verb (used with object)
verb (used without object)
Origin of coin
Related Words for coinedmanufacture, compose, formulate, stamp, mint, conceive, originate, contrive, brainstorm, forge, fabricate, strike, spark, mold, frame, counterfeit, spitball
Examples from the Web for coined
Contemporary Examples of coined
Apparently, Shakespeare coined 1,700 words, from the frequently used (excitement) to the should-be-more frequently used (spewed).Biking With the Bard
December 28, 2014
Michael Lewis, who coined the term and penned the 2003 bestselling book of that name.Can the U.S. Government Go Moneyball?
Peter Orszag, Jim Nussle
December 23, 2014
The term “lobbyist” supposedly was coined during the well-corrupted (and well-soaked) presidency of Ulysses S. Grant.Up to a Point: In Defense of Lobbyists
P. J. O’Rourke
October 25, 2014
Yet to Krauthammer, who coined the term “Reagan Doctrine,” the Gipper was what a president is supposed to be.Why the Right Thinks Obama’s a Narcissist—and Why They’re Wrong
September 18, 2014
Coined “obscenity regulations,” on face value they appear to ban material that “depicts or describes sexual misconduct.”Censored and ‘Obscene’ in Solitary
June 21, 2014
Historical Examples of coined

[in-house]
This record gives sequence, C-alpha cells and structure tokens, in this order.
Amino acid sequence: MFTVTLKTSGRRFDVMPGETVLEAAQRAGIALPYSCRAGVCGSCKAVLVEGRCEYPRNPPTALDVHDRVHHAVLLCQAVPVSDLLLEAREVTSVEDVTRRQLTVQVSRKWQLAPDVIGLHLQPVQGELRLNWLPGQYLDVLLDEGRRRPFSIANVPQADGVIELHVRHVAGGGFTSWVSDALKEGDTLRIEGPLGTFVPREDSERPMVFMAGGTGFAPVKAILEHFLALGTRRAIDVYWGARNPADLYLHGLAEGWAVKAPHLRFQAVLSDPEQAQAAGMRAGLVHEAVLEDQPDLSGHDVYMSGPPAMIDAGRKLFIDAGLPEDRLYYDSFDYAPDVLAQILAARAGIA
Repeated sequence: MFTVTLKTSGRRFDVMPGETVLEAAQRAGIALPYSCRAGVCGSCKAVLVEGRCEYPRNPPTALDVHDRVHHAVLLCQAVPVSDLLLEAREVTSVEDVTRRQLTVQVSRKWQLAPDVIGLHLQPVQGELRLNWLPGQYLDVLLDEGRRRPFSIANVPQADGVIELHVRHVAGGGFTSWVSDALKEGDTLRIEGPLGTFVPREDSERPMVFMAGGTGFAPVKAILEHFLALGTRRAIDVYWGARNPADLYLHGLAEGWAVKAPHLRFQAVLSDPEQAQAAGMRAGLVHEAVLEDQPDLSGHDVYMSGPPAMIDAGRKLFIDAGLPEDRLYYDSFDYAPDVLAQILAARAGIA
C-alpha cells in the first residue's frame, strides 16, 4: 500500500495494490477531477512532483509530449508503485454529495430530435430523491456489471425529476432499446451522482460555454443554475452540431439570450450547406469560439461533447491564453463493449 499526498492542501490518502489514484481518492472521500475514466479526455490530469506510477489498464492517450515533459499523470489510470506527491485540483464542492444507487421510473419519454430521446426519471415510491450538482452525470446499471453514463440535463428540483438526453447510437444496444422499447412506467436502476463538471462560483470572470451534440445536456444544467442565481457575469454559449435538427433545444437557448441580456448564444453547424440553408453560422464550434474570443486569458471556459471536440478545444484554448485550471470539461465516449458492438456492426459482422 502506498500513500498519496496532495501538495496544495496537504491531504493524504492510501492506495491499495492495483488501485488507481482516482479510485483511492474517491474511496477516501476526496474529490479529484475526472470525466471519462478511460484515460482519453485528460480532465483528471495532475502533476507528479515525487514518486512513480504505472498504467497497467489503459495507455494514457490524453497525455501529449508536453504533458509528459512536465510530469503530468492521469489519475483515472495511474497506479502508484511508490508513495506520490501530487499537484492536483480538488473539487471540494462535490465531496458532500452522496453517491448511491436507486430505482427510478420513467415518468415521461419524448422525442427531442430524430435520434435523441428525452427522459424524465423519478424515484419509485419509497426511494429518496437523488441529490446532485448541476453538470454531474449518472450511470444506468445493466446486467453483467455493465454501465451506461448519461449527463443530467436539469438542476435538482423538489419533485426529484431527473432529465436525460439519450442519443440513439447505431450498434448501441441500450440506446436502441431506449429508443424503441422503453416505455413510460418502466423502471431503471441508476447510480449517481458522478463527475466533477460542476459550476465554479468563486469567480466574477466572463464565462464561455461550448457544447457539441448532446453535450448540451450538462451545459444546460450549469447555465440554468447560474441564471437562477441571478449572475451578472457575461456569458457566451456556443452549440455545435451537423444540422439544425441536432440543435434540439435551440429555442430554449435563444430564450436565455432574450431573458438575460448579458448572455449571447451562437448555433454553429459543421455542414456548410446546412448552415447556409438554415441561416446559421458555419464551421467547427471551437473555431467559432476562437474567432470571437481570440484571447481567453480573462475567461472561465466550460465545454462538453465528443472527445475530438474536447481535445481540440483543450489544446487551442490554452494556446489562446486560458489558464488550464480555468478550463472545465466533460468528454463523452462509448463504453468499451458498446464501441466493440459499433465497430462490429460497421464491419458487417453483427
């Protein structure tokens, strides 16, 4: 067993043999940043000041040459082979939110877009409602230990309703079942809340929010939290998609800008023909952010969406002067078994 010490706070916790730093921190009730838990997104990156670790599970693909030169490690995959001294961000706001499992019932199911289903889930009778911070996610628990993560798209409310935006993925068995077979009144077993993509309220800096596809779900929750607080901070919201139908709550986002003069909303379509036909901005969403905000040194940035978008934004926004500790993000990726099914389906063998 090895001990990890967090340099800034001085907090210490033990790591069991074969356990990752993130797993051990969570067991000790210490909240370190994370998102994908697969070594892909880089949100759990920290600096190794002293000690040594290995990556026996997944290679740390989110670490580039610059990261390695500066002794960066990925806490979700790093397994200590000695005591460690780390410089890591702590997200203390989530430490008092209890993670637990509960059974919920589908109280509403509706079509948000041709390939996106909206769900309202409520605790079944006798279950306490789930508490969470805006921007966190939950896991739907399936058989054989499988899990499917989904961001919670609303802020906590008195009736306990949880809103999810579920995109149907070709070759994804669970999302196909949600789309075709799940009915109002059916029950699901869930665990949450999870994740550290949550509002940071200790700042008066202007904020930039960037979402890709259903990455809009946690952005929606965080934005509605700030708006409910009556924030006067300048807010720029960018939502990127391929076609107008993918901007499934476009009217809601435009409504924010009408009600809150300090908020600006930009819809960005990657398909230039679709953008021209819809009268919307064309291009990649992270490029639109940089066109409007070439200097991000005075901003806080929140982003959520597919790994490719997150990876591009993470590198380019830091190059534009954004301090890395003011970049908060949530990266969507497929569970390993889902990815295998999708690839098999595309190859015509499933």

Golden cups, spoons, candlesticks, coined guineas—all the riches were revealed.Barnaby Rudge
For this phase, Romanes has coined the term physiological isolation.The Meaning of Evolution
Samuel Christian Schmucker
"Masterly inactivity" was as unlucky a phrase as ever was coined.
Pope, we believe, coined the contemptuous phrase, “I care not a pin.”Pipefuls
One British firm there, figuratively speaking, “coined” money.The Philippine Islands
Word Origin for coin
c.1300, "a wedge," from Old French coing (12c.) "a wedge; stamp; piece of money; corner, angle," from Latin cuneus "a wedge." The die for stamping metal was wedge-shaped, and the English word came to mean "thing stamped, a piece of money" by late 14c. (a sense that already had developed in French). Cf. quoin, which split off from this word 16c. Modern French coin is "corner, angle, nook." Coins were first struck in western Asia Minor in 7c. B.C.E.; Greek tradition and Herodotus credit the Lydians with being first to make and use coins of silver and gold.
"to coin money," mid-14c., from coin (n.). Related: Coined; coining. To coin a phrase is late 16c. A Middle English word for minter was coin-smiter.
In addition to the idiom beginning with coin
- coin money
- other side of the coin
- pay back (in someone's own coin)